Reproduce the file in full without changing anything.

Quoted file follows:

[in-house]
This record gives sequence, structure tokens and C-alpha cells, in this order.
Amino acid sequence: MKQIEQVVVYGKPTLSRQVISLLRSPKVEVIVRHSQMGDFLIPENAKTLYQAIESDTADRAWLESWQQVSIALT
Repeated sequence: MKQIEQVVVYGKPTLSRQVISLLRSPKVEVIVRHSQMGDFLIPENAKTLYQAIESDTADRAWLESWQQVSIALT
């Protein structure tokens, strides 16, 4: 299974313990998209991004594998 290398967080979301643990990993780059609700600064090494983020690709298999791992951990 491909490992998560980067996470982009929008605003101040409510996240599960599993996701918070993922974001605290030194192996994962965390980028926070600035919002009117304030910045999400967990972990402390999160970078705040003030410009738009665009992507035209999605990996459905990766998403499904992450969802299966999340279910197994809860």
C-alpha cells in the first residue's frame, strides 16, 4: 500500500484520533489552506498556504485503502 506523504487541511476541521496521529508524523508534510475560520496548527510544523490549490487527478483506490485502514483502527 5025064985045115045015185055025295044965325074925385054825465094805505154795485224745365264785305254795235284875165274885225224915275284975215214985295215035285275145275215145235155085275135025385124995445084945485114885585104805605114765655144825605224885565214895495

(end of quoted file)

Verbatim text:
[in-house]
This record gives sequence, structure tokens and C-alpha cells, in this order.
Amino acid sequence: MKQIEQVVVYGKPTLSRQVISLLRSPKVEVIVRHSQMGDFLIPENAKTLYQAIESDTADRAWLESWQQVSIALT
Repeated sequence: MKQIEQVVVYGKPTLSRQVISLLRSPKVEVIVRHSQMGDFLIPENAKTLYQAIESDTADRAWLESWQQVSIALT
């Protein structure tokens, strides 16, 4: 299974313990998209991004594998 290398967080979301643990990993780059609700600064090494983020690709298999791992951990 491909490992998560980067996470982009929008605003101040409510996240599960599993996701918070993922974001605290030194192996994962965390980028926070600035919002009117304030910045999400967990972990402390999160970078705040003030410009738009665009992507035209999605990996459905990766998403499904992450969802299966999340279910197994809860």
C-alpha cells in the first residue's frame, strides 16, 4: 500500500484520533489552506498556504485503502 506523504487541511476541521496521529508524523508534510475560520496548527510544523490549490487527478483506490485502514483502527 5025064985045115045015185055025295044965325074925385054825465094805505154795485224745365264785305254795235284875165274885225224915275284975215214985295215035285275145275215145235155085275135025385124995445084945485114885585104805605114765655144825605224885565214895495